The chemistry between the titular characters was another highlight of the film. The story takes its time here, as the two characters interact and develop true genuine feelings for each other. Something normal people in a normal world would do. They start off bickering and hating each other, as they do in the original film. But after the Beast saves Belle’s life and she in turn heals his injuries sustained in rescuing her, they begin an honest conversation about books and learning that eventually leads to their close friendship. They eventually reveal the secrets about their past relationships with their parents, bringing them closer together. The interplay is a great set-up for the most rememberable part of both the animated and live-action versions: the ballroom dance. (Brilliantly done!) And I would have to acknowledge here the only part of Emma Watson’s performance that I think deserves the most praise. Acting against a CGI character is not easy, let alone pretending to fall in love with one.
And the effects are where the film falls apart for me. The sets and costumes were lavish and glamorous, much like the country in which the story takes place–France. And their is defintely something French about the atmosphere. But the film becomes way too glitzy at times, especially with the CGI effects. The household servants’ witty banter kept me engaged, but I did not care for their animation in this version. (I had no problems with the Beast–the Beast was fantastic.) Disney seems to have taken the success of 2016’s The Jungle Book a little too well and thought that candlesticks and clocks could translate from animation to live-action as well as panthers, tigers, and bears. The story also dragged here a bit by going into the lives and relationships of the servants, though I appreciated their response when Belle asked them if the Enchantress was right in cursing them as well–something the original movie glosses over but we were all thinking upon reflection. Their answer–which I will not reveal in this article–is deep and powerful.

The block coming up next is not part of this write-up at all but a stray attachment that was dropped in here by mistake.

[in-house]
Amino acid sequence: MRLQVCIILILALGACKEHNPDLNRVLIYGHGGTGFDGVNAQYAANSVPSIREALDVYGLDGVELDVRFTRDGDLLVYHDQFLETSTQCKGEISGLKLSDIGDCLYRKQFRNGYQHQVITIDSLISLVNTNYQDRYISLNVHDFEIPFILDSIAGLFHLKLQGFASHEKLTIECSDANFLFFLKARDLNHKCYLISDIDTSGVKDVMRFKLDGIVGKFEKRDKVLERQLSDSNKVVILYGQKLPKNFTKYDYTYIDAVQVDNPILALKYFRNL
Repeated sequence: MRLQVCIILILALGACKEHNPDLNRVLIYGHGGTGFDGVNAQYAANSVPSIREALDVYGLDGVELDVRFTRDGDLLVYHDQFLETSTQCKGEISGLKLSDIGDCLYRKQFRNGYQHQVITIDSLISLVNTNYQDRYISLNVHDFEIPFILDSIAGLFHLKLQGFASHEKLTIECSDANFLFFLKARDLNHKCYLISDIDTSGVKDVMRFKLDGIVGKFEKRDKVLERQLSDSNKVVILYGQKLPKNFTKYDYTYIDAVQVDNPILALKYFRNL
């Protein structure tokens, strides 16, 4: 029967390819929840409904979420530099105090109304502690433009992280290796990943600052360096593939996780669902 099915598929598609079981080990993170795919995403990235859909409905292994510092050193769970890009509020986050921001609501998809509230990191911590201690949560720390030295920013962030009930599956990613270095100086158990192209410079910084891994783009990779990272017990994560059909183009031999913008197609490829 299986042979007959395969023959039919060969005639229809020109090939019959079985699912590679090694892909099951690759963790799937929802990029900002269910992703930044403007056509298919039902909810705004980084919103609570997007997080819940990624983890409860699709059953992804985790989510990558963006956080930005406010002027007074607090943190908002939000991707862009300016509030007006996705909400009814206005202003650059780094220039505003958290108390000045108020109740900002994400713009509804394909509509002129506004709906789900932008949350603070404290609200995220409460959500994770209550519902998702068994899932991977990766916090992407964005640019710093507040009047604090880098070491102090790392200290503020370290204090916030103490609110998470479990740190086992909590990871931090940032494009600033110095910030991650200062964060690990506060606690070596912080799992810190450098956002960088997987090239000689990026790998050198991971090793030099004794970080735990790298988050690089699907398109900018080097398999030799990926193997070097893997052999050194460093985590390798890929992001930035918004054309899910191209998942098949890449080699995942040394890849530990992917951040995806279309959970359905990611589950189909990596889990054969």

But I understand what the movie was trying to do. It was trying to get to the humanity of the Beast and his servants, showing us that the relationships we develop with others and the kindness in which we treat other people make us human. And it reminds us that our choices have repercussions on others as well as others. And here, the movie could have used a song cut from the original that made it into the Broadway version: “Human Again.” In this song the servants sing about what they would do when the curse is lifted and they transform back into their normal forms. But in a small way it shows that the Beast himself must find his own humanity before he can literally turn back into a man. He must find companionship and kindness and joy and laughter that only comes when he develops a true relationship with another. And Belle is there to help him become human again.